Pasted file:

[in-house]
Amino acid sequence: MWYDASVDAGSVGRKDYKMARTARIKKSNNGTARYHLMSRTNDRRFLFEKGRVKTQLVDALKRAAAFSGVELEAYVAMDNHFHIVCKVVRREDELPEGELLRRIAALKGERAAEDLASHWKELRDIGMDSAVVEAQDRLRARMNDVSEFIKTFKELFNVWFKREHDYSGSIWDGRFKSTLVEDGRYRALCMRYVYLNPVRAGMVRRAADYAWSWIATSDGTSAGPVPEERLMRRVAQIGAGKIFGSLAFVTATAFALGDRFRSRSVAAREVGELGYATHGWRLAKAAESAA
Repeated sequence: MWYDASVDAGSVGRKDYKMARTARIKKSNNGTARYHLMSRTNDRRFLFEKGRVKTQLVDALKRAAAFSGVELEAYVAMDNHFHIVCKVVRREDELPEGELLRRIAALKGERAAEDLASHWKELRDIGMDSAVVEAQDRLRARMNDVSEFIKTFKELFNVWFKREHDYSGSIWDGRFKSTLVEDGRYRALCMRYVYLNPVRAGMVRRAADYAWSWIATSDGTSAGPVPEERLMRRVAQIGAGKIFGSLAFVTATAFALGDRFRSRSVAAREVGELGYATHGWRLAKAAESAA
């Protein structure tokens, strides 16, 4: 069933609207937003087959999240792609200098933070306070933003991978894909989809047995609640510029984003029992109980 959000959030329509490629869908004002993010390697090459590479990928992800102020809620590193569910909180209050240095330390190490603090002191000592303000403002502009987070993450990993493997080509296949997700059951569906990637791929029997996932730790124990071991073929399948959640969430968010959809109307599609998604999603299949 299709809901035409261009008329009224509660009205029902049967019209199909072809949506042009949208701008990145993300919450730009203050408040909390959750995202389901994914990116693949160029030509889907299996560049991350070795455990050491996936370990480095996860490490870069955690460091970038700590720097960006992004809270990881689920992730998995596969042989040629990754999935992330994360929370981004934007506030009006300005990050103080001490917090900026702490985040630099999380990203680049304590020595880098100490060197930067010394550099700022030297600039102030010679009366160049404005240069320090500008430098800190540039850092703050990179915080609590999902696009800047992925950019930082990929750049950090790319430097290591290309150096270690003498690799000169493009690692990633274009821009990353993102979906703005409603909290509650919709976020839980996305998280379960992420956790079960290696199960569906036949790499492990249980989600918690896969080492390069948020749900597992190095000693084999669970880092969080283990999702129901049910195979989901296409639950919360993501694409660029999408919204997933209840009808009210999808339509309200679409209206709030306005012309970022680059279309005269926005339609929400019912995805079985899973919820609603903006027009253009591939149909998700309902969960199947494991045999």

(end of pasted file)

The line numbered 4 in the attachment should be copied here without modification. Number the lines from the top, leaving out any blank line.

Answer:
């Protein structure tokens, strides 16, 4: 069933609207937003087959999240792609200098933070306070933003991978894909989809047995609640510029984003029992109980 959000959030329509490629869908004002993010390697090459590479990928992800102020809620590193569910909180209050240095330390190490603090002191000592303000403002502009987070993450990993493997080509296949997700059951569906990637791929029997996932730790124990071991073929399948959640969430968010959809109307599609998604999603299949 299709809901035409261009008329009224509660009205029902049967019209199909072809949506042009949208701008990145993300919450730009203050408040909390959750995202389901994914990116693949160029030509889907299996560049991350070795455990050491996936370990480095996860490490870069955690460091970038700590720097960006992004809270990881689920992730998995596969042989040629990754999935992330994360929370981004934007506030009006300005990050103080001490917090900026702490985040630099999380990203680049304590020595880098100490060197930067010394550099700022030297600039102030010679009366160049404005240069320090500008430098800190540039850092703050990179915080609590999902696009800047992925950019930082990929750049950090790319430097290591290309150096270690003498690799000169493009690692990633274009821009990353993102979906703005409603909290509650919709976020839980996305998280379960992420956790079960290696199960569906036949790499492990249980989600918690896969080492390069948020749900597992190095000693084999669970880092969080283990999702129901049910195979989901296409639950919360993501694409660029999408919204997933209840009808009210999808339509309200679409209206709030306005012309970022680059279309005269926005339609929400019912995805079985899973919820609603903006027009253009591939149909998700309902969960199947494991045999």